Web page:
فصل 06

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فصل 06

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  • زمان مطالعه 6 دقیقه
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Chapter six

‘“Are they going to attack?” someone asked in a whisper.

‘“They’ll kill us all if they do,” someone replied. “We can’t see anything in this fog.”

‘We all peered anxiously into the fog, but it was impossible to see anything. It was interesting to see the different reactions of the black and white men on board. The white men were clearly shocked by the awful noise and the sudden silence. The natives were calmer. They did not seem frightened.

‘One of the cannibals was standing near me, and I looked at him in a friendly way. He grinned at me.

“Catch them,” he said. “Catch them and give them to us.”

‘“What will you do with them?”

‘“Eat them,” he replied quickly.

‘I was not as shocked as I might have been. The cannibals had been eating dried meat all the time they were with us, and they must have been hungry. Besides, they were part of this primitive world we were travelling through. Eating people was their custom. I don’t know why they had left us alone. There were thirty of them on the steamer, and only a handful of us. I looked at them with interest now. What human secret had stopped them from attacking us and eating us?

‘“It’s very serious,” the manager said to me quietly. “It would be terrible if anything happened to Mr Kurtz before we could help him.”

‘He said we should move on to Kurtz’s station as soon as we could.

‘I did not reply to him. He knew that we could not move in the fog.

‘“I’m giving you permission to take all the risks that are necessary,” he said quietly.

‘“I’m not taking any risks,” I said firmly.

‘“Well, I must accept what you decide. You’re the captain,” he said quietly.

‘Now I spoke to everyone on the steamer. I told them what I thought. The natives could not attack us from their canoes. They could not see in the fog, any more than we could. They did not seem aggressive, I told them. It was more as if the sight of the steamer had made them sad. That terrible noise they had made seemed more like an outburst of grief than aggression.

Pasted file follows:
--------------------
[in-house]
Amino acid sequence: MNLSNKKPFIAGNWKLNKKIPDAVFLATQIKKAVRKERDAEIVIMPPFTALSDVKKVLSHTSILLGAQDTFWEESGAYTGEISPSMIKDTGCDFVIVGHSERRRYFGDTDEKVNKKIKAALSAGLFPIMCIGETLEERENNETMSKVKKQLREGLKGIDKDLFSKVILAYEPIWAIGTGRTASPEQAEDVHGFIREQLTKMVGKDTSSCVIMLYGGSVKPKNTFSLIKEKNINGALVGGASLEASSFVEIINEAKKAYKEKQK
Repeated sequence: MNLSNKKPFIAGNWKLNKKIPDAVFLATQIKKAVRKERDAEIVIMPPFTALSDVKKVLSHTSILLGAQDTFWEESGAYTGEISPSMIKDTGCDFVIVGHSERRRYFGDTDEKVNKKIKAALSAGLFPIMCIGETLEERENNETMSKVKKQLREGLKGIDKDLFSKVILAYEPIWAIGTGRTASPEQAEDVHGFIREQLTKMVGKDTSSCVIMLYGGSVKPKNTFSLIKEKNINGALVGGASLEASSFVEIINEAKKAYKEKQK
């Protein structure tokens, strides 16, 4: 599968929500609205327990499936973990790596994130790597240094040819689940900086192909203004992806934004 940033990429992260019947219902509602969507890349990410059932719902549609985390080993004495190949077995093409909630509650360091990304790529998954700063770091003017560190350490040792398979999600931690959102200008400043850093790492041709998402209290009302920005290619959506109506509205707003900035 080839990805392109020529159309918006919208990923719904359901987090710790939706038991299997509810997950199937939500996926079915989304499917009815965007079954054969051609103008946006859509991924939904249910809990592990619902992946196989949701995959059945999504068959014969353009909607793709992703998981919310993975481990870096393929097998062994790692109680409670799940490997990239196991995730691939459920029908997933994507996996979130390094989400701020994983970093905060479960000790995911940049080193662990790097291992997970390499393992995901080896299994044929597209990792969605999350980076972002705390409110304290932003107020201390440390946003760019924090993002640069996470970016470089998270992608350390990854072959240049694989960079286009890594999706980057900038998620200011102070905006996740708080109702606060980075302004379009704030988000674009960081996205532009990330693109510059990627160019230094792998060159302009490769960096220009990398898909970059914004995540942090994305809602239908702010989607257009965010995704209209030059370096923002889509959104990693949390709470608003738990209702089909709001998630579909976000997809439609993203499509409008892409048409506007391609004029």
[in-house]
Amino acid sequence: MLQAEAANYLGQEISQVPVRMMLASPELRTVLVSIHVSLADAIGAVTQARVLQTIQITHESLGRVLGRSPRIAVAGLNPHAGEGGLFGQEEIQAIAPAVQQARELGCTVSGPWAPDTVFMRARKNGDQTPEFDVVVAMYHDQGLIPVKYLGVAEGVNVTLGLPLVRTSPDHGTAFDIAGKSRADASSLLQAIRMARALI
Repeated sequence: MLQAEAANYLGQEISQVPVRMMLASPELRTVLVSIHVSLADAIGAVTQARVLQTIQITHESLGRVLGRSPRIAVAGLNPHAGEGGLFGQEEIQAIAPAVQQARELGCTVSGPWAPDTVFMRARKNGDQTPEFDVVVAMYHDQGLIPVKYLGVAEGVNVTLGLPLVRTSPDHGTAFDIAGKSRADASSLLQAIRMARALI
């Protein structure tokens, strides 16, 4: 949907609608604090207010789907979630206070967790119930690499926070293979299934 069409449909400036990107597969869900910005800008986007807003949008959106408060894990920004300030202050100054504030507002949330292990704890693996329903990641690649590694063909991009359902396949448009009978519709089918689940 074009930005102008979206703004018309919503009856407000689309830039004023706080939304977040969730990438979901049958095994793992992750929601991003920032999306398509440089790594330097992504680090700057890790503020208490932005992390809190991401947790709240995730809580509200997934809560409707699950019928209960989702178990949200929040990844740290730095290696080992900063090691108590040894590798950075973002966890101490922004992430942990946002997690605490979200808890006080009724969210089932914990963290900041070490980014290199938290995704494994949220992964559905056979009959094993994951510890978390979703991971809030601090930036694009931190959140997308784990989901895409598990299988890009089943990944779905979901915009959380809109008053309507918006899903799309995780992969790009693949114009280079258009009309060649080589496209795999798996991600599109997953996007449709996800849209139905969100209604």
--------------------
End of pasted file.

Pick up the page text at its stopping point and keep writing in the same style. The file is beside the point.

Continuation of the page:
‘We waited there and the fog lifted. Still nothing happened. Then we set off again up the river. About two hours later, we were just over a mile from Kurtz’s station. There was a narrow island in the middle of the river, and I could not decide whether to go to the left of it or to the right. The water seemed the same depth on both sides. I took the left channel because I knew the trading station was on that side of the river.

‘We went very close to the riverbank. The native helmsman was steering the steamer. There was another native with a long wooden pole on the deck whose job was to push the pole into the water, to find out how deep the river was. Suddenly the poleman lay down on the deck, leaving the wooden pole in the water. He held on to the end of the pole, and it floated after us in the water. At the same moment I saw the fireman sit down quickly in front of the fire. I was amazed.

‘I looked away at the river, and I could see lots of little sticks flying towards us. The air was thick with them, and they made a noise as they flew towards us. Then I realised what they were - arrows! We were being attacked from the riverbank.

‘I stepped quickly up to the helmsman. He was holding the wheel, but he was making strange gestures with his legs and mouth. Then I saw a dark face hidden in the trees. The face looked fiercely at me. I looked again, and I could see a lot of dark shapes among the trees.

‘“Steer properly,” I told the helmsman. “You’ve gone too close to the riverbank.”

‘The helmsman ignored me. He kept on holding the wheel and making those peculiar movements of his legs. The pilgrims began to shoot into the jungle. There was noise and smoke from their Winchesters.

‘The helmsman dropped the wheel and picked up a rifle. He, too, began firing out of the cabin. Then something large flew into the cabin. The helmsman dropped his rifle, and stepped back quickly. He looked at me for a long moment, and then fell at my feet. There was a spear in his side. His blood ran over my shoes.

‘I grabbed the wheel and steered towards the middle of the river. Then I reached for the line of the steam whistle and pulled it hard. The whistle screeched out noisily. The arrows stopped instantly. There was a sudden and complete silence in the forest. The natives stopped shouting. They began to cry out sadly, as if the noise of the whistle was a great grief to them.

‘One of the pilgrims came into the cabin. He looked in shock at the helmsman lying at my feet. The black man stared at us both for a moment or two, and then he died without a word.

‘“He’s dead,” the hunter said quietly.

‘“Yes,” I replied. “And I expect Mr Kurtz is dead by now, as well.”

‘I was disappointed at the thought of Kurtz’s death. I realised that I had wanted to talk to him. I had heard he was the best ivory agent in the region, but I had also been told that he was a man with ideas. I was saddened to think I would never hear those ideas of his now.’

Here Marlow broke off his story to look at us as we lay on the deck of the Nellie listening to him.

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